Learning how to keg your own beer will definitely shorten your brew schedule. Since the beginning of my brewing career I have always bottled, however as I’ve started to brew more often I have found bottling to be a serious pain in the ass.
I even got to the point where, gasp, I didn’t brew because I didn’t want to bottle which seemed like a chore.For a long time, I would collect bottles, especially the 22oz craft beer ones, and use those because the 22oz bottles allowed me to sanitize about half the bottles I would ordinarily need to.
I still found it tedious and often put it off. Whether it be my laziness or the process, I decided something should change but never had that push to go buy a $200 kegging system until….
As luck would have it, I met a guy who hadn’t brewed in a while and was incredibly generous enough to give me two pin lock kegs with fittings since he hasn’t used them in a long time. This stroke of luck was just the push I needed to jump ship into kegging. But first I had to learn how to keg.
Since this is new for me, I’ve collected age old advice and some of my own wisdom around my first few encounters with kegging to give you a beginner’s guide on how to keg beer.
Here’s the minimum equipment required:
- co2 tank
- beer lines, gas lines, and connections
- fridge/chest freezer/kegerator
The first thing you’ll want to do is to clean the kegs. This is especially true for used kegs since you will want to replace all the o-rings. For a more in depth view at cleaning the kegs, check out how to clean a keg.
Now that you are an expert on cleaning kegs, let’s move on to actually how to keg beer.
There is some debate on how to actually keg. My opinion is that there is no use in sweating the small stuff. It’s beer, not world peace. If you are impatient, go with the Rolling Method. If you don’d mind waiting or fear over-carbonation, go with Slow and Steady.
The part that everyone agrees on is that you definitely have to clean the kegs once in a while and you need to sanitize before each use.
Sanitize the Keg
Next step is good ole sanitizing.
Gas on left (2 prongs), beer on right (3 prongs)
Since I am relatively new to kegging homebrew, I’ll take you through my sanitization process. I tend to go for what is easiest and the least amount of work. Some people sanitize a different way, and that’s totally fine.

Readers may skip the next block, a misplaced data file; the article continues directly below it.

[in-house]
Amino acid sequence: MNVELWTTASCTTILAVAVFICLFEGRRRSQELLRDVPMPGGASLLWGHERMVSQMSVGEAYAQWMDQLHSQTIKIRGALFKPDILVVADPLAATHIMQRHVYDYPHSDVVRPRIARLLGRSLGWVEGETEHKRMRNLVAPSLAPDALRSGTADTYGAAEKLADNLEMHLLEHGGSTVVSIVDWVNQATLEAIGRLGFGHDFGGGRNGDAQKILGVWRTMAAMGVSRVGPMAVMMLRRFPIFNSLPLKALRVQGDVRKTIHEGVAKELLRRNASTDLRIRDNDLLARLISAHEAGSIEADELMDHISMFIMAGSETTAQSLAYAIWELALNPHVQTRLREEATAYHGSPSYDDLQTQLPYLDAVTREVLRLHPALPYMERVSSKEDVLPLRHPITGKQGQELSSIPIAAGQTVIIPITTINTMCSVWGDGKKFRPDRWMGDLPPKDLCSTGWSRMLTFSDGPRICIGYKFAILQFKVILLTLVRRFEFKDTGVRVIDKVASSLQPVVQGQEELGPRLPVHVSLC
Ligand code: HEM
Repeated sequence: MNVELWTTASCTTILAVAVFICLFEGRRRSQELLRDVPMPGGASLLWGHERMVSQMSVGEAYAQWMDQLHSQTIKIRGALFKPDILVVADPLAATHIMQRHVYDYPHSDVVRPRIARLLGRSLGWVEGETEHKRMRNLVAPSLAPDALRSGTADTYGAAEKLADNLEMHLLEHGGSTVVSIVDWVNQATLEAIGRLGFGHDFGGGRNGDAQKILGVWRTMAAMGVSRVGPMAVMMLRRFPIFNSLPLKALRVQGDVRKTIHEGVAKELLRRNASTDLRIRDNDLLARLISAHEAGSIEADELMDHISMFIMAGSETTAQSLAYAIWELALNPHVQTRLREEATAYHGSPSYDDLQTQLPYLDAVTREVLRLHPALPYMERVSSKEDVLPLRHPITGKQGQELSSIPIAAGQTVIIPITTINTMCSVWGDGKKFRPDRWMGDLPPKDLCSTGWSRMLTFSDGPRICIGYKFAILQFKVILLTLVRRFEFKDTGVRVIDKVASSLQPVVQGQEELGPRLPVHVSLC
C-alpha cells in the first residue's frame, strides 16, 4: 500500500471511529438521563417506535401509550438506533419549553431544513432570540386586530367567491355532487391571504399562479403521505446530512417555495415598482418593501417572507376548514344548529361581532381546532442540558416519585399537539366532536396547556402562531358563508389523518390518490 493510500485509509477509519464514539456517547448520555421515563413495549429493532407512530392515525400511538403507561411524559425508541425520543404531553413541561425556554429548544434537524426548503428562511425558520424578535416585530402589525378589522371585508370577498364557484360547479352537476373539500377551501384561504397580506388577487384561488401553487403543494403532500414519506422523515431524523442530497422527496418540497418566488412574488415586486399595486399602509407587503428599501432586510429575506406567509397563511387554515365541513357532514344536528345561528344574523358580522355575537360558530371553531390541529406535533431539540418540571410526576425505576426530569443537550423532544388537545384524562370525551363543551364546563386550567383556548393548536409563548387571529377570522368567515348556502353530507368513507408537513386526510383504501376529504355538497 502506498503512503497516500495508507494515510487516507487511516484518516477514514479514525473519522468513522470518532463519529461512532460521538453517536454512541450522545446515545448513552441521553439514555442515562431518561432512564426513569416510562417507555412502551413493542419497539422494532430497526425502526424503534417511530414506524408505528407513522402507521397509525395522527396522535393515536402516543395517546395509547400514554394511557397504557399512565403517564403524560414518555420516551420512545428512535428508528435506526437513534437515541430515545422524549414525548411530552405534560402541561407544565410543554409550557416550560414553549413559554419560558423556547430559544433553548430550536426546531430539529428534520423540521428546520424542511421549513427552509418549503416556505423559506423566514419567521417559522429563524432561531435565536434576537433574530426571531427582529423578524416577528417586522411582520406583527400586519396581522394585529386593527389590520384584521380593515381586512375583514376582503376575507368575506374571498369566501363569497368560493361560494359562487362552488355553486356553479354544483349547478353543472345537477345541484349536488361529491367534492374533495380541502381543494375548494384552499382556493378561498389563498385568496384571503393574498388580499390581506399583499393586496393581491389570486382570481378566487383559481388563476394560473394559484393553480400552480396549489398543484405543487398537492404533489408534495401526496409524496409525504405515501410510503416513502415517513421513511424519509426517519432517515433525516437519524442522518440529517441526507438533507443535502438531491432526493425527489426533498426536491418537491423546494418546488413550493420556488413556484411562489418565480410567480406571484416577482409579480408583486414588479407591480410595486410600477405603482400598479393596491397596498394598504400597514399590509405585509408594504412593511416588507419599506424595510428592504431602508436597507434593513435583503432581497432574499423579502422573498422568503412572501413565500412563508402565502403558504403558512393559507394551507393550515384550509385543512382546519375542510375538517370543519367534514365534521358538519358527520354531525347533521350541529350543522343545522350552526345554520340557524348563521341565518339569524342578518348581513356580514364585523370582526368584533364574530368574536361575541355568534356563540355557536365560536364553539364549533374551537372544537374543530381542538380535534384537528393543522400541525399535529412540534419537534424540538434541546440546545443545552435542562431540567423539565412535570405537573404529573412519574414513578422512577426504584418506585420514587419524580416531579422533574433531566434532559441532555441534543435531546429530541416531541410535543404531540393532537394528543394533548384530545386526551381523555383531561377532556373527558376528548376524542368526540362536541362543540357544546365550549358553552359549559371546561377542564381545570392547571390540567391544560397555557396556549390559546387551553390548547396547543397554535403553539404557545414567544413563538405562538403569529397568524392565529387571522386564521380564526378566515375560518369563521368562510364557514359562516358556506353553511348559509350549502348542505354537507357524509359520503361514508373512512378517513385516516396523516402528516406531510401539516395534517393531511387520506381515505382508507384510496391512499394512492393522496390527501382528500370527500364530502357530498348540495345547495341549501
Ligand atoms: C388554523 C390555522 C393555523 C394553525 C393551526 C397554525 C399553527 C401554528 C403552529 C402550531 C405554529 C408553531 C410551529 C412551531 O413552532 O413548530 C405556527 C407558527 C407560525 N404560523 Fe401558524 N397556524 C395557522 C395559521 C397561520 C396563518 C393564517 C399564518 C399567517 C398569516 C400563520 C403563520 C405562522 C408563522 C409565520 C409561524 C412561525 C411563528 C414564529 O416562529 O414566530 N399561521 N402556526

I fill up the keg about halfway full and use the appropriate amount of sanitizer (I prefer No Rinse Star San). I’ll leave it to sit for a while, and then seal up the top. Flip it upside down. Let it sit for another few minutes. The point is you want to get all the crevices and nooks sanitized so you don’t end up with an infected beer.
I also poke the gas in and beer out poppets pictured below. This ensures that the sanitizer goes into those areas.
Next, I’ll close the top and hook up the gas. Then I connect the beer out line. Push the sanitizer out the beer out line which will sanitize that as well as the inside of the beer dip tube which extends all the way down.
Many times, I will clean and sanitize my kegs immediately after use. I’ll store them with sanitizer in them and put some gas on it (around 5 psi). That way, when it’s time to transfer beer from the fermenter into the keg, all I have to do is empty it out and it’s good to go!
Slow and Steady Method
- Set it to serving pressure depending on your style of beer and leave it for a few weeks. I typically put mine to around 12 PSI while in the chest freezer (temperature greatly affects Co2 absorbtion).
- Pull a pint off every now and then to test for carbonation levels. Modify the PSI to desired level.
- Ready to drink!
For those who don’t want to wait a few weeks for the carbonation this method is for you. This method can carbonate the beer much much quicker than other methods but it comes with a drawback. There is a much higher chance of over-carbonation with this method due to the high PSI and shaking involved.
- Chill the keg beforehand to your keg serving temperature which is usually 38F to 42F
- Chill the Co2 tank as well
- Fill the sanitized keg with your fermented homebrew
- Seal it up and using a Spray bottle with Star San, spray to test for leaks. Leaks will look like little air bubbles coming up.. Reseal if you have to.
- Set the PSI to around 30, shaking every few minutes. Alternatively, you can gently place on ground and roll back and forth.
- Do this a few times for 24-48 hours.
- Purge the Co2 (press on the gas out poppet with a screwdriver) to release the gas
- Set the C02 regular to serving levels (around 12 PSI)